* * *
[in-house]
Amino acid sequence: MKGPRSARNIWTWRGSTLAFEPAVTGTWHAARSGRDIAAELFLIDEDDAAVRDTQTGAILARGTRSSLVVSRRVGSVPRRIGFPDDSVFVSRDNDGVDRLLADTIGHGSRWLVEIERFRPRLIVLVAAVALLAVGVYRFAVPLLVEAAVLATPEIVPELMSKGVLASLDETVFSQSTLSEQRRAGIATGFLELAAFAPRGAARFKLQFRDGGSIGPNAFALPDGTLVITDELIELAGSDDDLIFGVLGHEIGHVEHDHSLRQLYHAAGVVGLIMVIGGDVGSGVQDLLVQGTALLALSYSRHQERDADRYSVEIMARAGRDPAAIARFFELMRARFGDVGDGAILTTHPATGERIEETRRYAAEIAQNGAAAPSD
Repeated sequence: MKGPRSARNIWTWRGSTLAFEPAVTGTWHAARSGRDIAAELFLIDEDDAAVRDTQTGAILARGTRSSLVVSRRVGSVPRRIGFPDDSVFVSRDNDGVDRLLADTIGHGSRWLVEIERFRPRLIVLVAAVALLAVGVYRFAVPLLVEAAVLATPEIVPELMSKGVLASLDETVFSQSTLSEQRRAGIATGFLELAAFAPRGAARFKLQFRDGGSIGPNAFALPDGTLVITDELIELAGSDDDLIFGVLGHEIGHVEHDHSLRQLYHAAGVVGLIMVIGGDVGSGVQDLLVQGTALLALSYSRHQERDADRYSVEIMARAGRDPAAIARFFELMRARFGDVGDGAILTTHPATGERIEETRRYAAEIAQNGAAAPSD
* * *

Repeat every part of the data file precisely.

[in-house]
Amino acid sequence: MKGPRSARNIWTWRGSTLAFEPAVTGTWHAARSGRDIAAELFLIDEDDAAVRDTQTGAILARGTRSSLVVSRRVGSVPRRIGFPDDSVFVSRDNDGVDRLLADTIGHGSRWLVEIERFRPRLIVLVAAVALLAVGVYRFAVPLLVEAAVLATPEIVPELMSKGVLASLDETVFSQSTLSEQRRAGIATGFLELAAFAPRGAARFKLQFRDGGSIGPNAFALPDGTLVITDELIELAGSDDDLIFGVLGHEIGHVEHDHSLRQLYHAAGVVGLIMVIGGDVGSGVQDLLVQGTALLALSYSRHQERDADRYSVEIMARAGRDPAAIARFFELMRARFGDVGDGAILTTHPATGERIEETRRYAAEIAQNGAAAPSD
Repeated sequence: MKGPRSARNIWTWRGSTLAFEPAVTGTWHAARSGRDIAAELFLIDEDDAAVRDTQTGAILARGTRSSLVVSRRVGSVPRRIGFPDDSVFVSRDNDGVDRLLADTIGHGSRWLVEIERFRPRLIVLVAAVALLAVGVYRFAVPLLVEAAVLATPEIVPELMSKGVLASLDETVFSQSTLSEQRRAGIATGFLELAAFAPRGAARFKLQFRDGGSIGPNAFALPDGTLVITDELIELAGSDDDLIFGVLGHEIGHVEHDHSLRQLYHAAGVVGLIMVIGGDVGSGVQDLLVQGTALLALSYSRHQERDADRYSVEIMARAGRDPAAIARFFELMRARFGDVGDGAILTTHPATGERIEETRRYAAEIAQNGAAAPSD